Young Climate Voices
Climate anxiety, generational rage: The disgruntled youth take center stage
by Elana Astrud Kroneberg
The mood among the youth is burning red-hot and getting even hotter as the planet heats up. Those who have inherited our climate catastrophe are speaking out loudly and the Institute for African Alternatives (IFAA) believes we must listen carefully to what they have to say. Young Climate Voices (YCV) is IFAA’s new social media and digital platform for sharing the views of young people in Cape Town, in South Africa and beyond. The project, to be launched soon, calls on young people to ‘tell your stories, amplify your voice’. ELANA ASTRUD KRONEBERG gives a taste of what they have to say.
“We say, no more ‘blah, blah, blah.’ No more exploitation of people and nature and the planet. No more whatever the fuck they’re doing inside there. We’re sick and tired of it, and we’re gonna make the change, whether they like it or not.”
Greta Thunberg, Swedish climate activist, outside COP26.
What do you think the media picked up in Greta Thunberg’s public statement? The profanities of course. Looking past her message by focusing on her use of language is a deliberate choice to frame her as angry and incoherent.
I find it strange that when young people speak out in anger, adults often don’t listen to what they are saying, but rather to how they are saying it. Meaning gets confused in the heat, things get lost in the fire. Reason, rationality, keeping your head and staying calm is cool. Anger, expletives and emotionally charged threats are hot. Right? Red-hot. We are meant to stay cool; it’s easier to deal with.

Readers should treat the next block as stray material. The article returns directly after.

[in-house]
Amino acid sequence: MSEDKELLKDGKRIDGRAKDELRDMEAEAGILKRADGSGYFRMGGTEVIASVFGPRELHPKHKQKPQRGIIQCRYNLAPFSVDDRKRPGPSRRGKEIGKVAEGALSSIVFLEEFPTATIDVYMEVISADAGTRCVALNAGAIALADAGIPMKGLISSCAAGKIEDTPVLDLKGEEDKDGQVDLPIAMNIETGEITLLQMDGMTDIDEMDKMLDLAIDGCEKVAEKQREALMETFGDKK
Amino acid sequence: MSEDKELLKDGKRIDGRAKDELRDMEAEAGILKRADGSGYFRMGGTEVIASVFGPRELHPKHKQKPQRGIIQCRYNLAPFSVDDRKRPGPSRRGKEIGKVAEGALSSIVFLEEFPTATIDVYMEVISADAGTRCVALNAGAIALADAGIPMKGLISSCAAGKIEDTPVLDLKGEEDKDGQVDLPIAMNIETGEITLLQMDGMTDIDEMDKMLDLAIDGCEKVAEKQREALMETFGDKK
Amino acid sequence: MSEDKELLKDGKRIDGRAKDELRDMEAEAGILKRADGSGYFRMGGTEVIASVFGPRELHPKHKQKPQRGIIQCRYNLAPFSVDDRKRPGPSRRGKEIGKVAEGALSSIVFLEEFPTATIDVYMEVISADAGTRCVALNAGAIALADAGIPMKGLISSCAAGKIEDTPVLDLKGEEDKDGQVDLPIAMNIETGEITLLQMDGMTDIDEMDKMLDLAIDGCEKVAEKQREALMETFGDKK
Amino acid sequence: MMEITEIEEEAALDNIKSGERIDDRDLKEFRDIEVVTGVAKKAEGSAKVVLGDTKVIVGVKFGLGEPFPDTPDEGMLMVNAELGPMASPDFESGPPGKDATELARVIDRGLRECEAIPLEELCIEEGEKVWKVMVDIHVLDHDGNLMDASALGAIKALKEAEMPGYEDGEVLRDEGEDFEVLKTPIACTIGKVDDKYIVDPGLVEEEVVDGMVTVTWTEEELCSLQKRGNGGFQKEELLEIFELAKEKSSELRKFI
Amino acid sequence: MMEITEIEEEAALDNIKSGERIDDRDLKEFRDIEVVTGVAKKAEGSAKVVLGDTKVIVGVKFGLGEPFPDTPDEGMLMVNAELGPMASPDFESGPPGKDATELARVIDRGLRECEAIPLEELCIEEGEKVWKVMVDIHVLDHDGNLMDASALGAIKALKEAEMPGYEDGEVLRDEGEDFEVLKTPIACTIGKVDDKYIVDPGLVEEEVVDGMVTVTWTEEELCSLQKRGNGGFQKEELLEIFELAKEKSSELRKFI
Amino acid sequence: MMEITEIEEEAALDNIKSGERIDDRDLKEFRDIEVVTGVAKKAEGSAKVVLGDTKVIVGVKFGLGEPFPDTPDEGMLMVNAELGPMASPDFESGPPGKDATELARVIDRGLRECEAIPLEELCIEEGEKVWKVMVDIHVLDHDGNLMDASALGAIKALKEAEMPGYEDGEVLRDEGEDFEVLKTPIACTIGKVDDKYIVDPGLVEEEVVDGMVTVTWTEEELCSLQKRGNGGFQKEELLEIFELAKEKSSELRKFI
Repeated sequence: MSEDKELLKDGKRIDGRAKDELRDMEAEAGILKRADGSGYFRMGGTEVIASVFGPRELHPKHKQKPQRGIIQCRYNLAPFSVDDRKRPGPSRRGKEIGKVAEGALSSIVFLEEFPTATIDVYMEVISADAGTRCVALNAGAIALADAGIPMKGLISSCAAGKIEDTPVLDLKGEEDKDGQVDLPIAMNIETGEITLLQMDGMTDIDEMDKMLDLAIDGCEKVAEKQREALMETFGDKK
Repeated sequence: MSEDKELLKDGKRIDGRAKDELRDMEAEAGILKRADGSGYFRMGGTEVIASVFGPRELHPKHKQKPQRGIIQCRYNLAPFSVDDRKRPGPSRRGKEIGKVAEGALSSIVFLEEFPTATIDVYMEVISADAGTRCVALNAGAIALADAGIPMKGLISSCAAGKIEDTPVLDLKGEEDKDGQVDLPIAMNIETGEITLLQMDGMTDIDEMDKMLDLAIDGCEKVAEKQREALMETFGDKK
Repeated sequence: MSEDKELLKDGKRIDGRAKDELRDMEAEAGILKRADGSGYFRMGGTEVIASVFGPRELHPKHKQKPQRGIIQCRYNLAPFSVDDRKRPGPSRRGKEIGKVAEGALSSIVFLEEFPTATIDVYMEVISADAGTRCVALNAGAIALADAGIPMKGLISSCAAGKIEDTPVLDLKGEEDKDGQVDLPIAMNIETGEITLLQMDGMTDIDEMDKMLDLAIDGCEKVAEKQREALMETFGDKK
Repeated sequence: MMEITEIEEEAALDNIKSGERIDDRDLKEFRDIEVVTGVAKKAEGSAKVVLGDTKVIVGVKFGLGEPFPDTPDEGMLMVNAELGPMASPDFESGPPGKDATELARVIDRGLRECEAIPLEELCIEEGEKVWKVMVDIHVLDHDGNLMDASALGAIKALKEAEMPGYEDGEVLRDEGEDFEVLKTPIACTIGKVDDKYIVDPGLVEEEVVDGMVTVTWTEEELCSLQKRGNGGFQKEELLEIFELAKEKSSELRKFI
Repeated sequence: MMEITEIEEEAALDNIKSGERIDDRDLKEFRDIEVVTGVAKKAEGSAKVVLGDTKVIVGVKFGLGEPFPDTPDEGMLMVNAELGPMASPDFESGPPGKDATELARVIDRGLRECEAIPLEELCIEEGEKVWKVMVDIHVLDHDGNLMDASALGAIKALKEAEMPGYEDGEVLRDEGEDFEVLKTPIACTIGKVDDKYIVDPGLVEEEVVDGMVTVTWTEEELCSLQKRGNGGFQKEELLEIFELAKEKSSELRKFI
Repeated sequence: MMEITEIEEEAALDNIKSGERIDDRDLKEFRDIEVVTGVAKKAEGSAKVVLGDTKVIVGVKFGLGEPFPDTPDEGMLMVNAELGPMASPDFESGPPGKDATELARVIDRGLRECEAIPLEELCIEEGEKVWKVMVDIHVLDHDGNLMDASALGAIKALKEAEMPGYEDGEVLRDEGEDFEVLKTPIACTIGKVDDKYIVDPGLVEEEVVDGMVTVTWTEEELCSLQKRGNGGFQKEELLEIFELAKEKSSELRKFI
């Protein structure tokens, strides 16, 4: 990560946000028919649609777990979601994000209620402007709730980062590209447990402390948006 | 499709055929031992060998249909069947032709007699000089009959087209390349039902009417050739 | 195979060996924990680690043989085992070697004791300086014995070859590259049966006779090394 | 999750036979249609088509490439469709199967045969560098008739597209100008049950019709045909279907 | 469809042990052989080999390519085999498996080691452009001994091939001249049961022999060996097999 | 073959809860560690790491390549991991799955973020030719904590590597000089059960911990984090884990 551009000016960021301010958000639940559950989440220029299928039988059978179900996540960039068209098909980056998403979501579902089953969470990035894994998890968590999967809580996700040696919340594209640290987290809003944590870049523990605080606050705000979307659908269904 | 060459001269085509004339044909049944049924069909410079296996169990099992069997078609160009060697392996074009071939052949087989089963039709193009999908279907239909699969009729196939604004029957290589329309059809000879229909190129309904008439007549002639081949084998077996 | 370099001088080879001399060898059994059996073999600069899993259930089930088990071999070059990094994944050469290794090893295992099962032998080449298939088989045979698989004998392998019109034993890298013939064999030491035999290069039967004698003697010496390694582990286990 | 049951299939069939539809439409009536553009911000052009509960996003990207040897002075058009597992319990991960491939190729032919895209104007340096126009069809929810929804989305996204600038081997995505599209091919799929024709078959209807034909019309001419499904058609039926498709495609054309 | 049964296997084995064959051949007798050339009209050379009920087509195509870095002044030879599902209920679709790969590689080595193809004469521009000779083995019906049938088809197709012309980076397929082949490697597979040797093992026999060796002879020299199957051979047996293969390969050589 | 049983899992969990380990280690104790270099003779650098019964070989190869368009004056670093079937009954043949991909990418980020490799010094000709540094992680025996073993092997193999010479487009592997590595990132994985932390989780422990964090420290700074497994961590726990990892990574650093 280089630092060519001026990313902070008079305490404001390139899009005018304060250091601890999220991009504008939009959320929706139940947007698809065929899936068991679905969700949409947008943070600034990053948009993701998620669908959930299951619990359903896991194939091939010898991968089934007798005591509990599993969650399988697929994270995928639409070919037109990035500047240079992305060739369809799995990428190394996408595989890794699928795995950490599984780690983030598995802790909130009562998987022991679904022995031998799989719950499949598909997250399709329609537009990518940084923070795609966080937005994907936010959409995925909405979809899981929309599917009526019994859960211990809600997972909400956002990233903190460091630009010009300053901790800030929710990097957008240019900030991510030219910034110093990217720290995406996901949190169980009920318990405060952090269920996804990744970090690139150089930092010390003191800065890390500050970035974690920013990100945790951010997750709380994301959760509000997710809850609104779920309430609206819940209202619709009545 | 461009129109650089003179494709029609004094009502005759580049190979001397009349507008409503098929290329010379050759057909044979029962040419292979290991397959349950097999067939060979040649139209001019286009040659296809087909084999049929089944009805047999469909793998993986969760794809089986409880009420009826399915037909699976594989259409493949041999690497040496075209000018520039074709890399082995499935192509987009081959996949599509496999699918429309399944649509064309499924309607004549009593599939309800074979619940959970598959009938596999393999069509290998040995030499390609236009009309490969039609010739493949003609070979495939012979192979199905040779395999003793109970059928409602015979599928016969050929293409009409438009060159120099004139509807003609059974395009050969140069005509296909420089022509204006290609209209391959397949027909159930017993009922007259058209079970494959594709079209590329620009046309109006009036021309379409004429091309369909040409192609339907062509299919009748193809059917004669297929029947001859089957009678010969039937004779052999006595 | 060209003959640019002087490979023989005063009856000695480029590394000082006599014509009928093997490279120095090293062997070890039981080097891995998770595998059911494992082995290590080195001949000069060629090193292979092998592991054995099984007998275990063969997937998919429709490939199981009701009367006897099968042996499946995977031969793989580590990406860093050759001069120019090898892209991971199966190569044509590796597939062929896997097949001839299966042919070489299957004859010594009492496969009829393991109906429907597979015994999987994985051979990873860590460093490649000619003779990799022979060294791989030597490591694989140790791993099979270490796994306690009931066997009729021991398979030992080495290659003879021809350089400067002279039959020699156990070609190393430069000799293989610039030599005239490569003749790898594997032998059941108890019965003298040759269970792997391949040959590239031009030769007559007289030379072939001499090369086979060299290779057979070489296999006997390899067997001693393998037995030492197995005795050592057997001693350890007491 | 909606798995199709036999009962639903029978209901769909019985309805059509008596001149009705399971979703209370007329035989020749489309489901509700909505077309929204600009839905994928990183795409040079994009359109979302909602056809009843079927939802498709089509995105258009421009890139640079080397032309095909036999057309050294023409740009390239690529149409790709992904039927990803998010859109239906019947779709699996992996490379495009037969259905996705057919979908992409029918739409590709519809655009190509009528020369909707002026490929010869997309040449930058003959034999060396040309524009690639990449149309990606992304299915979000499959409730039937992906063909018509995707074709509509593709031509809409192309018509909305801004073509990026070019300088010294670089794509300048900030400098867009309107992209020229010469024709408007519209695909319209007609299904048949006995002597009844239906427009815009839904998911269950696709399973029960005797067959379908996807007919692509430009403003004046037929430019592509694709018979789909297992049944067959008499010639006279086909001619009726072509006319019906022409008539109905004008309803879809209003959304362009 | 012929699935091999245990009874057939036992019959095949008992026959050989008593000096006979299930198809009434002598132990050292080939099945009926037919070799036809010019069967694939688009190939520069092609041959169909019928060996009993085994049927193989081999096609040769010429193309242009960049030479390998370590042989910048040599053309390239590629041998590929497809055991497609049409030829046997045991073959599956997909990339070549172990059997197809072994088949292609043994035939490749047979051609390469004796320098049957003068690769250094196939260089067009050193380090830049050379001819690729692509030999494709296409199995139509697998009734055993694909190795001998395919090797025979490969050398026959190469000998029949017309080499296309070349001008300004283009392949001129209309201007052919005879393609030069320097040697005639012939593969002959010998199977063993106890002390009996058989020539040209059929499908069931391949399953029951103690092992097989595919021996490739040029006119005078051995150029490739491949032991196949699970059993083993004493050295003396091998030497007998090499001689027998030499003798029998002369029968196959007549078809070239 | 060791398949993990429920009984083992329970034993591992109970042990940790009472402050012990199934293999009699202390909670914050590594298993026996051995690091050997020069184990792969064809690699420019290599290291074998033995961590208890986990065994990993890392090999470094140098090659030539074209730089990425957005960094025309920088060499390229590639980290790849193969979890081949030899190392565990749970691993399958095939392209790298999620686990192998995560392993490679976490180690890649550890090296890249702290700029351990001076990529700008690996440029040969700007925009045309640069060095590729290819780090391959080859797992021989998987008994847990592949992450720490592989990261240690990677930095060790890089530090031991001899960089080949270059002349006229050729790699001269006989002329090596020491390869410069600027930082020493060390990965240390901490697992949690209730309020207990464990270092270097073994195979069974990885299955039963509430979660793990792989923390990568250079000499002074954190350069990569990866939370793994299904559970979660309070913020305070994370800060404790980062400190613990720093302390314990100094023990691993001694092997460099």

But meanwhile guess what is also red-hot and getting hotter? The planet. We are not the only ones burning up.
Greta speaks for the deforested land, the acidifying oceans, the disappearing bees and the people poisoned by fossil fuel exploitation. At 18-years-old, Greta Thunberg speaks for us, expressing a generational rage that is fitting for our times. The temperature of red-hot anger, I feel, expresses the state of the atmosphere more clearly than the cool and calculating reason used by those inside the COP26 conferences. To this day, this cool detachment of the UN’s Framework Convention on Climate Change (FCCC), better known as the Paris Agreement, has done very little to cool the planet.
Instead of banning further fossil fuel exploration and phasing out existing fossil exploitation, the most powerful interests at the COP proceedings have put forward solutions such as planting enough trees to suck the CO2 out of the atmosphere. Scientists warn there aren’t enough trees in the world to offset society’s carbon emissions – and there never will be. If relying on nature isn’t enough, another suggestion is an air capture device that sucks carbon dioxide from the atmosphere, a technology already underway in Hokkaido, Japan.
The Climate Justice Charter Movement (CJCM) held a protest outside Parliament during COP26 demonstrating that young people, much closer to home, feel exactly as Greta does. This generational rage is a national, global mood and it is taking centre stage. And so, I focus on mental health among the youth, a world-wide pandemic as threatening as Covid-19.
Young Climate Voices is a new IFAA project, which was kickstarted by interviewing young people at the protest to share their views on the soon-to-be-launched social media platform. In preparation, I created a “climate anxiety lucky packet” of cue-cards as a conversational starting point.
The young protesters were asked to pick one from a range of cards labelled “depressed,” “anxious,” “angry,” “overwhelmed” and so on, to reflect their views on climate change.